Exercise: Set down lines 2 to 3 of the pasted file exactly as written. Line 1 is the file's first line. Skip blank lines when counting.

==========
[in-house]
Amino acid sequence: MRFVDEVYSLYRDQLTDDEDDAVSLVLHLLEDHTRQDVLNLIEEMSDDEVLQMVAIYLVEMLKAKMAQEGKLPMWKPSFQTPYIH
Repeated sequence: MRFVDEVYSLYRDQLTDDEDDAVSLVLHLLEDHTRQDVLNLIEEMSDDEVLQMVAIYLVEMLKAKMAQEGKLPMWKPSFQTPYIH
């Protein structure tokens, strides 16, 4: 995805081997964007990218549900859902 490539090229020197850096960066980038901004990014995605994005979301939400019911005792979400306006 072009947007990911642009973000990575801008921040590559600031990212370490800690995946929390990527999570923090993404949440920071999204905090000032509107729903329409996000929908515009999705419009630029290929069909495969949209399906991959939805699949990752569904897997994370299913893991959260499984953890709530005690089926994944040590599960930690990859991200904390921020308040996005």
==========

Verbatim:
Amino acid sequence: MRFVDEVYSLYRDQLTDDEDDAVSLVLHLLEDHTRQDVLNLIEEMSDDEVLQMVAIYLVEMLKAKMAQEGKLPMWKPSFQTPYIH
Repeated sequence: MRFVDEVYSLYRDQLTDDEDDAVSLVLHLLEDHTRQDVLNLIEEMSDDEVLQMVAIYLVEMLKAKMAQEGKLPMWKPSFQTPYIH